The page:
The 2009 draft promises to be one of the most intriguing in years, with a deep talent pool and some legitimate debate over who will emerge as the best NHLer. Any team would froth at the opportunity to move up in the picking order, right?
Well, yes. But there are also a few teams that would do well to trade their first round selection in order to grab an asset or two that can put ink in the win column now rather than down the road. After all, you can only rebuild for so long before a dearth of experience and a logjam of expiring entry level contracts threatens to undo all that glorious stockpiling.
Plus, the draft is the new trade deadline; names such as Vesa Toskala, Tomas Vokoun and Olli Jokinen have all been dealt during the event in recent years and there’s no reason to think that trend will end soon. Simply put, the draft allows a GM to get a jump-start on his summer several days before free agency opens July 1. Plus, all 30 teams are in the house at the same time, which makes for maximum wheeling and dealing.
With that in mind, here’s a look at a couple teams that would do well to trade picks for players.
Los Angeles – To me, this is the no-brainer of no-brainers. The Kings are stacked with youth at all positions: Forwards Anze Kopitar, Oscar Moller, Wayne Simmonds and Andrei Loktionov are all less than 23 years old; as are defensemen Drew Doughty, Colten Teubert, Thomas Hickey and Jack Johnson. Even in net, Los Angeles has young’uns Jonathan Quick, Jonathan Bernier and Jeff Zatkoff; Erik Ersberg is practically a greybeard at 27.
With the No. 5 pick in the draft the Kings have a shot at Swedish playmaker Magnus Paajarvi-Svensson, a fine player to be sure. But Los Angeles needs veterans and, likely, an upgrade in goal. That fifth selection would be a tasty carrot for a team bereft of high draft picks and would provide at least one impact player in return.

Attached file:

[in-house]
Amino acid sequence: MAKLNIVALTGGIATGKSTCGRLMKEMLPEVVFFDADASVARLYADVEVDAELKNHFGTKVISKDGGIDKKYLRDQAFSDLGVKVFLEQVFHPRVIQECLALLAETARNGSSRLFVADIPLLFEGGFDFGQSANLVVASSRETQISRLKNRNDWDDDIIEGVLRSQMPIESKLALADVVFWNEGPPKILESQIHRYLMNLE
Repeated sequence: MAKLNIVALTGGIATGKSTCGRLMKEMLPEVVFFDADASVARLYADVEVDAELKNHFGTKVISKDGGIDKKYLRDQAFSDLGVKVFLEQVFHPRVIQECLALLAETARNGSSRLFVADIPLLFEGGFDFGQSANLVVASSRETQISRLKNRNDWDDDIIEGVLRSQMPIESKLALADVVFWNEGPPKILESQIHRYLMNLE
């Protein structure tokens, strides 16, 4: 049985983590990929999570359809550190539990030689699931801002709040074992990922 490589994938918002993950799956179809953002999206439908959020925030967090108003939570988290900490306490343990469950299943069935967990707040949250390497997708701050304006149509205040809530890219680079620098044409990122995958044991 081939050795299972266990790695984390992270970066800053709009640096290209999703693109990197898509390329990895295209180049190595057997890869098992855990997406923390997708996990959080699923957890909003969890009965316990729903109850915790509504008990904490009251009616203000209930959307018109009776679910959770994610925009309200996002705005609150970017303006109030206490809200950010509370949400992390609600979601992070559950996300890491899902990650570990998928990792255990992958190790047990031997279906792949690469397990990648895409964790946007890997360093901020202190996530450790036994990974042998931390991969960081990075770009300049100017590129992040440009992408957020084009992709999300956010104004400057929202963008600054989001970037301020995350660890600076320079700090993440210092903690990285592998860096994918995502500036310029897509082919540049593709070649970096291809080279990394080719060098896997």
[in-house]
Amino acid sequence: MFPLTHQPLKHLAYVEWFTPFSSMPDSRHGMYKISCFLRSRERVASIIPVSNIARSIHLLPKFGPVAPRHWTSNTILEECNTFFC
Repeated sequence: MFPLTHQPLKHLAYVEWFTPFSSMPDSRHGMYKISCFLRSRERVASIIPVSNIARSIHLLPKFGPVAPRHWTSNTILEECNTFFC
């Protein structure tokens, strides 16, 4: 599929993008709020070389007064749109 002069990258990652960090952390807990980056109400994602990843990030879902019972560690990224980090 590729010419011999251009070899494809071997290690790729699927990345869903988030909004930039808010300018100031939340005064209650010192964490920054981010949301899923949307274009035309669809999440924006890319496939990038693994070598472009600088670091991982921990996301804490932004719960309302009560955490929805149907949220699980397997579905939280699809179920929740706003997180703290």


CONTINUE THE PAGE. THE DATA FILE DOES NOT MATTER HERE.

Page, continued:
Phoenix – Another Western non-playoff team with loads of young talent, but few veterans to bolster them. Let’s list the Baby Dogs: Kyle Turris, Peter Mueller, Martin Hanzal, Mikkel Boedker and Viktor Tikhonov are all on entry level contracts. Turris, in fact, is the second-highest paid forward on the squad right now (behind captain Shane Doan) and still needed a spell in the American League this year when his game went pear-shaped.
The Coyotes pick sixth overall and could move it in an attempt to begin icing a viable playoff team next year. Considering the dire financial straits and ownership uncertainty, it’s the least management can do for the good people of Glendale.
Chicago – What’s wrong with the Blackhawks? Nothing! That’s why people in Chicago had so much fun this year. But just because a team’s wave of the future is already in the present (Pat Kane, Jonathan Toews, Kris Versteeg, Dustin Byfuglien, Cam Barker…geez, this team is set), doesn’t mean Hawks management can be complacent.
In fact, if only for financial planning reasons (i.e. staggering when contracts come up), the Hawks should move the No. 24 pick for future considerations, perhaps simply for a 2010 or 2011 selection. Since Chicago will likely be in the upper echelon of the standings for the next few years, the Hawks could even luck into a high pick should their trading partner hit the skids.
The draft is becoming a franchise-saver in the NHL, but using it wisely is what separates the good teams from the bad.
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Ryan Kennedy is a writer and copy editor for The Hockey News magazine, the co-author of the book Hockey’s Young Guns and a regular contributor to THN.com. His blog appears Mondays and Wednesdays, his column – The Straight Edge – every Friday, and his prospect feature, The Hot List appears Thursdays.
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